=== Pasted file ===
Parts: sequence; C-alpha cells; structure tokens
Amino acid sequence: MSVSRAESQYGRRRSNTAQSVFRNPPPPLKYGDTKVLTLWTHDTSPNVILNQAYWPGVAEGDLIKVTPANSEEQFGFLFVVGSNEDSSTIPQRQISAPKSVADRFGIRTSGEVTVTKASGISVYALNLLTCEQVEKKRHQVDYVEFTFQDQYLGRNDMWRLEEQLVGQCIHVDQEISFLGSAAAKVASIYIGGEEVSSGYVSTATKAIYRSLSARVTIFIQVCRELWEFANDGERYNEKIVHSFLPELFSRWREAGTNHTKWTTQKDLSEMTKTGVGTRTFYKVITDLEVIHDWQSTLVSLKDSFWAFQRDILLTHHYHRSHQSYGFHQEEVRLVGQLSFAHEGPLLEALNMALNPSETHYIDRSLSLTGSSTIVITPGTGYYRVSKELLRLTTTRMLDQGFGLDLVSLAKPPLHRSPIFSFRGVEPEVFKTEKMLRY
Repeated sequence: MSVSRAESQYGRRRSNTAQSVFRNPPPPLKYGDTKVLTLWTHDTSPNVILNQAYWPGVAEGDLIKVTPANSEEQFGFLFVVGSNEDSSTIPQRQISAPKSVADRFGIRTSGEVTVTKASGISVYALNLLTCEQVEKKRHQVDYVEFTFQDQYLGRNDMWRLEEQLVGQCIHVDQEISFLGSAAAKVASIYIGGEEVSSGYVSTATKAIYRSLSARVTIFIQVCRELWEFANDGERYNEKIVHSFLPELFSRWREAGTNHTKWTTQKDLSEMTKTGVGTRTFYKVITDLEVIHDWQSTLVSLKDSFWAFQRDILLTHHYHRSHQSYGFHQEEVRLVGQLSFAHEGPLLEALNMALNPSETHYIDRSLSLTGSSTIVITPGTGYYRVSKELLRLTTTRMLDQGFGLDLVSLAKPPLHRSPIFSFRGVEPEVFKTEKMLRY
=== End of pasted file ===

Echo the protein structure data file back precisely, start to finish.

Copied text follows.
Parts: sequence; C-alpha cells; structure tokens
Amino acid sequence: MSVSRAESQYGRRRSNTAQSVFRNPPPPLKYGDTKVLTLWTHDTSPNVILNQAYWPGVAEGDLIKVTPANSEEQFGFLFVVGSNEDSSTIPQRQISAPKSVADRFGIRTSGEVTVTKASGISVYALNLLTCEQVEKKRHQVDYVEFTFQDQYLGRNDMWRLEEQLVGQCIHVDQEISFLGSAAAKVASIYIGGEEVSSGYVSTATKAIYRSLSARVTIFIQVCRELWEFANDGERYNEKIVHSFLPELFSRWREAGTNHTKWTTQKDLSEMTKTGVGTRTFYKVITDLEVIHDWQSTLVSLKDSFWAFQRDILLTHHYHRSHQSYGFHQEEVRLVGQLSFAHEGPLLEALNMALNPSETHYIDRSLSLTGSSTIVITPGTGYYRVSKELLRLTTTRMLDQGFGLDLVSLAKPPLHRSPIFSFRGVEPEVFKTEKMLRY
Repeated sequence: MSVSRAESQYGRRRSNTAQSVFRNPPPPLKYGDTKVLTLWTHDTSPNVILNQAYWPGVAEGDLIKVTPANSEEQFGFLFVVGSNEDSSTIPQRQISAPKSVADRFGIRTSGEVTVTKASGISVYALNLLTCEQVEKKRHQVDYVEFTFQDQYLGRNDMWRLEEQLVGQCIHVDQEISFLGSAAAKVASIYIGGEEVSSGYVSTATKAIYRSLSARVTIFIQVCRELWEFANDGERYNEKIVHSFLPELFSRWREAGTNHTKWTTQKDLSEMTKTGVGTRTFYKVITDLEVIHDWQSTLVSLKDSFWAFQRDILLTHHYHRSHQSYGFHQEEVRLVGQLSFAHEGPLLEALNMALNPSETHYIDRSLSLTGSSTIVITPGTGYYRVSKELLRLTTTRMLDQGFGLDLVSLAKPPLHRSPIFSFRGVEPEVFKTEKMLRY